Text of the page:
Muhammad Salah is shown with supporters leaving the Everett McKinley Dirksen Federal Courthouse in Chicago on Tuesday, January 9, 2007. (Chicago Tribune Photo by Terrence Antonio James.)
In a move that will draw ire among those who fear the ever-growing perils of the America's preoccupation with Islamic-sensitivity, the administration made a bold step Wednesday -- the day after President Obama won his re-election bid -- of removing a convicted Hamas operative (and Chicago resident) from its designated terrorist list.
59-year old Muhammad Salah, who spent nearly five years in an Israeli prison for funding the terrorist outfit, was taken off the list by the Treasury Department's Office of Foreign Assets Control. The terrorist designation prohibited Salah from obtaining employment or allegedly to make simple purchases without seeking permission from proper authorities. JTA explains the details:
Two months ago, backed by the American-Arab Anti-Discrimination Committee and the American Friends Service Committee, he filed a lawsuit for his removal.
"A strong message was sent, and that is all Americans are entitled to their due process and essential rights," the Anti-Discrimination Committee said in a statement.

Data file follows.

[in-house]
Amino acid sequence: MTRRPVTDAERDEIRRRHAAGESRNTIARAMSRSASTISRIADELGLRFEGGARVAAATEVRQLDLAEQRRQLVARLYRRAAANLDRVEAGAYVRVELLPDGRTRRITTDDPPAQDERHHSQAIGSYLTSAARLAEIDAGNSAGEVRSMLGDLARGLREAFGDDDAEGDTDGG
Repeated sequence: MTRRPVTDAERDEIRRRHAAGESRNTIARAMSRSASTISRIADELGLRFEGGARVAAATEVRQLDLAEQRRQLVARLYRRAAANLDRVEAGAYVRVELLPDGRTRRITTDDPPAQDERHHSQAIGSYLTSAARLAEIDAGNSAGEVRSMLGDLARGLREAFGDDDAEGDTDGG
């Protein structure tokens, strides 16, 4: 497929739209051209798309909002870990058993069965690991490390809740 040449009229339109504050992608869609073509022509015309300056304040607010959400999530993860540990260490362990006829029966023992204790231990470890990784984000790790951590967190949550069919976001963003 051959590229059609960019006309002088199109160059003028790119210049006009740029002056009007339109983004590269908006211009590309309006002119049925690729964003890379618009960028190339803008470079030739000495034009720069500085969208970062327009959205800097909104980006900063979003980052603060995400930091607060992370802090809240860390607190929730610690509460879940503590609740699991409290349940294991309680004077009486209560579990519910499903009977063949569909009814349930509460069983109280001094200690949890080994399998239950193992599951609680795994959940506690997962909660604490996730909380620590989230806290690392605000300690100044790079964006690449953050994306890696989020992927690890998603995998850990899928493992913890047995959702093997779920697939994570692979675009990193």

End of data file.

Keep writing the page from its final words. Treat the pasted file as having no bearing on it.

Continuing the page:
The organizations had challenged the designation in part because it forbade them from assisting Salah -- a ban they said violated their First Amendment protections.
Stranger still, the American Friends Service Committee (AFSC) is actually a national Quaker organization.
"One of our principle tenets is we work in partnership with the most vulnerable," Michael McConnell, Midwest regional director for AFSC told the Chicago Tribune. "Not being able to work in some kind of partnership or in connection with Muhammad Salah is against our core principles, which are based on Quaker principles of equality. The American Friends Service Committee believes everyone is of God, and because of that there is that divine spark that we can connect with in any person."
In 1993 Salah was convicted in Israel for funding Hamas after Israeli authorities found $95,000 in his eastern Jerusalem hotel room. He returned to the U.S. 1997.
In 2007, Salah was acquitted of U.S. charges that he funded Hamas, but was ultimately convicted of lying under oath in the civil case brought by the family of David Boim, an American teenager murdered by the militant group.
With a second-Obama term now solidified, many conservatives fear a lenient approach to dealing with convicted terrorists and Islamists operating in the U.S. will intensify.